Other Statutory Identification Procedures
However, in certain circumstances it is statutorily mandated that a juvenile’s photograph, fingerprints, or DNA be taken, so in the following situations no court order is required before conducting the identification procedure:
A one-on-one show-up between a victim and a juvenile suspect may be conducted without a nontestimonial identification order if it occurs shortly after an offense has been committed, is not unduly suggestive, and does not otherwise violate due process. See In re Stallings, 318 N.C. 565 (1986); In re M.L.A., 205 N.C. App. 321 (2010) (unpublished). Pursuant to a 2019 amendment to G.S. 15A-284.52(c1)(3), any juvenile aged 10 or older who is reported to have commited a nondivertible offense or common law robbery must be photographed at the time and place that such a show-up is conducted. The photograph shall be retained or disposed in accordance with the existing requirements found in G.S. 7B-2108.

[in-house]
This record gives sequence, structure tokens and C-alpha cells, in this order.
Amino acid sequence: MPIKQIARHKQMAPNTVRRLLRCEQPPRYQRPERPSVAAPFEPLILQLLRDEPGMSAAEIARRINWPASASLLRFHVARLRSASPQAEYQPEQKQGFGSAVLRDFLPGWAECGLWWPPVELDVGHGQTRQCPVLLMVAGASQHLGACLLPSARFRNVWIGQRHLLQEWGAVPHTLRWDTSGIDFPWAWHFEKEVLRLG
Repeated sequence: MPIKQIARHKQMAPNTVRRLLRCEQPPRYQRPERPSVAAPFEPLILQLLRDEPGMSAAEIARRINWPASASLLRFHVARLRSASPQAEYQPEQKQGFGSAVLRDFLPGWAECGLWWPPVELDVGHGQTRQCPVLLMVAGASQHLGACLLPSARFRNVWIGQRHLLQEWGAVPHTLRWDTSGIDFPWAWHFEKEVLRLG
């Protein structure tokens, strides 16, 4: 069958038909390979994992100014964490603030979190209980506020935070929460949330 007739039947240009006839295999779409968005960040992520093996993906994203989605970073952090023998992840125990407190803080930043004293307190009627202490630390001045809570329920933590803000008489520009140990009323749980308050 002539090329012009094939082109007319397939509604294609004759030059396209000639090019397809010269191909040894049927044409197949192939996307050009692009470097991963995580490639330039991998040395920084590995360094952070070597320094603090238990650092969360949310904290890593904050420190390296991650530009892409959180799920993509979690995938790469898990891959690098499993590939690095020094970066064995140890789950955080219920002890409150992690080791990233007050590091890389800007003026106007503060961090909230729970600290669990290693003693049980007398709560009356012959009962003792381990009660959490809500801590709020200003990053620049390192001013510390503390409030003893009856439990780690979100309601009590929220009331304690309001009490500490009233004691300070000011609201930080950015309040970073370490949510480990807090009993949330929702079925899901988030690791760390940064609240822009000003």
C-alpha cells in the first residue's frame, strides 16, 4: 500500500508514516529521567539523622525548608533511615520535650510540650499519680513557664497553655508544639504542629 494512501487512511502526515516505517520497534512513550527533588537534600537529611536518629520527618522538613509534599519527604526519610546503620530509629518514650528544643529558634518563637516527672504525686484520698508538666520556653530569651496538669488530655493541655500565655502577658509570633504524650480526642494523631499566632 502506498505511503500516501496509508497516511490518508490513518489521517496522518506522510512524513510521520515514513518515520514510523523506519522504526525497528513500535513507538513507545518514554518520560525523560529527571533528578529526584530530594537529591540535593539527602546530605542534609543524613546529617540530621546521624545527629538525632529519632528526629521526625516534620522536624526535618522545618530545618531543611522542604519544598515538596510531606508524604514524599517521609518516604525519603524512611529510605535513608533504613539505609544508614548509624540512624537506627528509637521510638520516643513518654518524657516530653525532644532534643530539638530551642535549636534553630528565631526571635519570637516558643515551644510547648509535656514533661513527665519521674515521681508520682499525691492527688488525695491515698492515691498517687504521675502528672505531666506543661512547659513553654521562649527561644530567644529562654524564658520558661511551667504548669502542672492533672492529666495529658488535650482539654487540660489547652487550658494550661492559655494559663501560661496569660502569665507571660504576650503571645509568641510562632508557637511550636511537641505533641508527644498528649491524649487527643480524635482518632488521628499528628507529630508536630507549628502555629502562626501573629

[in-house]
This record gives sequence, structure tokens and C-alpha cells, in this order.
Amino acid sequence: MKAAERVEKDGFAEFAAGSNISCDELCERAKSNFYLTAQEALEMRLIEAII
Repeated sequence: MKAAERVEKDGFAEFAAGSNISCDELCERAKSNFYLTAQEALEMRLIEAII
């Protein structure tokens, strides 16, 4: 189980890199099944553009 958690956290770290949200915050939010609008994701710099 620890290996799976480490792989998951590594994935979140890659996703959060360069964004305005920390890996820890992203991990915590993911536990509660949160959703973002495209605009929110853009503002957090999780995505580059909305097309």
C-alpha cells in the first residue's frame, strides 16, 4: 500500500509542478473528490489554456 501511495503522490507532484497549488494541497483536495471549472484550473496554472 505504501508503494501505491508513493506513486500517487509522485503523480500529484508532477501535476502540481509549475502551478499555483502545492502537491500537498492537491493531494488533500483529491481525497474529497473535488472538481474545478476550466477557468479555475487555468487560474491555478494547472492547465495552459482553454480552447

Upon Filing a Petition
It is mandatory for a law enforcement officer or agency to fingerprint and photograph a juvenile if all of the following are true:
- The juvenile was 10 years of age or older when the juvenile allegedly committed a “nondivertible” offense (see G.S. 7B-1701 for a complete list of nondivertible offenses, including: (1) first- and second degree murder; (2) first- or second-degree rape or sexual offense; (3) first- or second-degree arson; (4) any violation of Article 5 (controlled substances) of Chapter 90 that would constitute a felony if committed by an adult; (5) first-degree burglary; (6) crime against nature; and (7) any felony that involves the willful infliction of serious bodily injury on another or that was committed by use of a deadly weapon);
- A complaint has been prepared for filing as a petition; and
- The juvenile is in the physical custody of law enforcement or the Division of Juvenile Justice of the Department of Public Safety.